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ATX Television Festival 2019: “Undone” Review

“Undone” is an upcoming animated series from Amazon. It was created by Kate Purdy and Raphael Bob-Waksberg, who have previously worked together on Netflix’s “Bojack Horseman.” The ATX Television Festival screened the first two episodes of this new show.

This new show is based in Purdy’s hometown of San Antonio. It focuses on Alma (Rosa Salazar), a 28-year-old Mexican-American woman with hearing loss. It’s clear almost from the beginning that Alma is stuck in a rut. She has a loving live-in boyfriend, a job at a daycare and family nearby. But none of that means she’s happy.

Alma’s younger sister Becca (Angelique Cabral) gets engaged, which just makes things worse. She also has to deal with an overbearing mother (Constance Marie) who doesn’t seem to want to talk about anything real or dark. Alma’s father (Bob Odenkirk) died when she was a young girl, but it’s evident that she’s the only one in her family willing to talk about it.

The animation for this show is like none other — literally. It’s the first time rotoscope animation (the kind where they film live-action and draw over it, like “A Scanner Darkly”) has been used for a series. The backgrounds for the show are also unique: They’re original oil paintings.

The combination of the oil painting and rotoscope animation is not just beautiful, but adds to the narrative, in which what is real and what is fantasy is unclear. The oil paintings provide this picture-perfect backdrop to the story, with a hazy colorfulness. But the rotoscope animation adds a layer of reality to a storytelling medium that normally avoids realism.

The show’s themes are complicated and touching. There are aspects to it that are technical and may be hard to grasp (e.g., time loops) but you get so absorbed in Alma’s story that you just play along because you want to know what’s next — or, sometimes, what’s already happened.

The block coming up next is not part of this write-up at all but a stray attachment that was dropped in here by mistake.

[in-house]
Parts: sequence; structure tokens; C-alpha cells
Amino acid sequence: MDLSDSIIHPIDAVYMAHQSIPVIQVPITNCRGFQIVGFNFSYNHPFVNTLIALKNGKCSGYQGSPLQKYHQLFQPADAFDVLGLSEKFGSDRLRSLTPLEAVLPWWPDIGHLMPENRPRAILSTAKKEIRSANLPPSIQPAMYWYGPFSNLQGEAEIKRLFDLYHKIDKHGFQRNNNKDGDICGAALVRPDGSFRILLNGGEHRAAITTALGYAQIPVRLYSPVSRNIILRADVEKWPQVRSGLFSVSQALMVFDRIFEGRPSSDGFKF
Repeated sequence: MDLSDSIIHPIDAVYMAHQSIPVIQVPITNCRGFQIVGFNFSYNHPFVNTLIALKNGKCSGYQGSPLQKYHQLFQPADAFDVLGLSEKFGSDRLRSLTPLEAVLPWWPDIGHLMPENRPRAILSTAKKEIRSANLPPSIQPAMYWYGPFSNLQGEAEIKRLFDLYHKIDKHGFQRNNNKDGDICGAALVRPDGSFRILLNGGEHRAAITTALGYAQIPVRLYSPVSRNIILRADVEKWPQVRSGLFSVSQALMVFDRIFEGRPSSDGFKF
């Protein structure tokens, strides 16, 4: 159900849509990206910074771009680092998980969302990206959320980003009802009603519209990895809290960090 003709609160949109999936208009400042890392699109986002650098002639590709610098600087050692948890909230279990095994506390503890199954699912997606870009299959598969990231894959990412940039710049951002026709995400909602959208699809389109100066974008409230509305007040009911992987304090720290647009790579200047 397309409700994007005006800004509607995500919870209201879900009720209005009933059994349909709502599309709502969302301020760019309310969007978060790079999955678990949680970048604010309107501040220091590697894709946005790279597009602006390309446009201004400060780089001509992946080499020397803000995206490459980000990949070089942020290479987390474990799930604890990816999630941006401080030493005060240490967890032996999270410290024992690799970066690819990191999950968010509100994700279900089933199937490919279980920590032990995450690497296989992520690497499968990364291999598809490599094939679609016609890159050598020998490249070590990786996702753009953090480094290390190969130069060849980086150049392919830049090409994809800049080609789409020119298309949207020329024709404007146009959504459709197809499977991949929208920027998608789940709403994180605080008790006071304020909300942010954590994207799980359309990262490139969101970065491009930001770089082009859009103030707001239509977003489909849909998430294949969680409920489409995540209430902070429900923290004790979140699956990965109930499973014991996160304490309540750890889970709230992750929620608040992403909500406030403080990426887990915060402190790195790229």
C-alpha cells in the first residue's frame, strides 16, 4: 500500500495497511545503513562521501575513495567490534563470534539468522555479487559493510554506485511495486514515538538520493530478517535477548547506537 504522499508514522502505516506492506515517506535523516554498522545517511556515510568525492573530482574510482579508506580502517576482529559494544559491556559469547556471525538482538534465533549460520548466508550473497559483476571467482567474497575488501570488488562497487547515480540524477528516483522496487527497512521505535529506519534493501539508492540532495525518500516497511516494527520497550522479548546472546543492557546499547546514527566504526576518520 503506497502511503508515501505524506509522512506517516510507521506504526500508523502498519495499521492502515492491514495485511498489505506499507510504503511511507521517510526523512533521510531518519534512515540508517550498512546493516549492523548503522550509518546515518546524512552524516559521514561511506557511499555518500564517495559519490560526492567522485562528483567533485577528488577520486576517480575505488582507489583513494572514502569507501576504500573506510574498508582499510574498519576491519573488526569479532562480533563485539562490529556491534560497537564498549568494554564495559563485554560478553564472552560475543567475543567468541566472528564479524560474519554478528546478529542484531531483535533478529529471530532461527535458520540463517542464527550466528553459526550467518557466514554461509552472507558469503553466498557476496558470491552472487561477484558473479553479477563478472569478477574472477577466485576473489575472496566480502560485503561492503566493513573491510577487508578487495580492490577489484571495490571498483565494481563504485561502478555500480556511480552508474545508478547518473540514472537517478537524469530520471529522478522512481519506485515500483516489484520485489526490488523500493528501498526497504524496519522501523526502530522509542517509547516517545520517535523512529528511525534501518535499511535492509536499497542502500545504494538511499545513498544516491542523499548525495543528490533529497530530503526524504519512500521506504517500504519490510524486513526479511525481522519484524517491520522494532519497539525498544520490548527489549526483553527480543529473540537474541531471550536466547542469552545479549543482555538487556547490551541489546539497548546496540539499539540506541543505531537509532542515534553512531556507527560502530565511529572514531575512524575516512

It also covers mental illness, grief and relationships (both familial and romantic). “Undone” doesn’t believe life is easy, but it doesn’t quite submit that it’s hard. Life is just…life. Until it becomes something more.

This series is perfectly cast, even for the smaller roles. The actors know just how to use their facial expressions as well as their tones. After all, this is both a live-action role and a voice-acting one.

They have to pull out all the stops. And the animation team is clearly working hard to make sure that all of that effort on the actors’ parts doesn’t go to waste. According to director Hisko Hulsing, during the Q&A that followed the screening, there are parts of the show that didn’t exist during the live-action filmings; those elements were completely animated for the final product.

The show is quite an international project. While the show is set in San Antonio, it is filmed in Los Angeles. The animation is drawn in Austin, and the paintings are done in Amsterdam, where Hulsing is from. As you can imagine, it takes a lot of work from a large team to make this happen. When someone asked about the show’s budget, Bob-Waksberg joked “We’re working very hard and we want more money.”

Purdy says that she wanted to set the show in the place she grew up, and the city of San Antonio is more than 60% Latinx, so it would have felt disingenuous not to have the characters be from that culture. She felt the representation was necessary.

Related to that point is the shamanism referenced in the show. One audience member asked about the cultures that those beliefs were pulled from, and Purdy responded that she’s studied different ones, but most of the beliefs cited in “Undone” come from a shaman friend of hers. That friend happens to be of the Toltec/Aztec/Mayan culture, so that’s the most specific tradition they researched. It has a lot to do with “elasticity of mind and the unseen.”

While the panel was unsure when the show will be available to watch, they promised it would be soon — except for Bob-Waksberg, who quipped “Maybe it’s already premiered.” They also revealed that it is planned as a TV show, not a miniseries, so here’s to a successful first season.

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Featured image credit: Waytao Shing/ATX Television Festival

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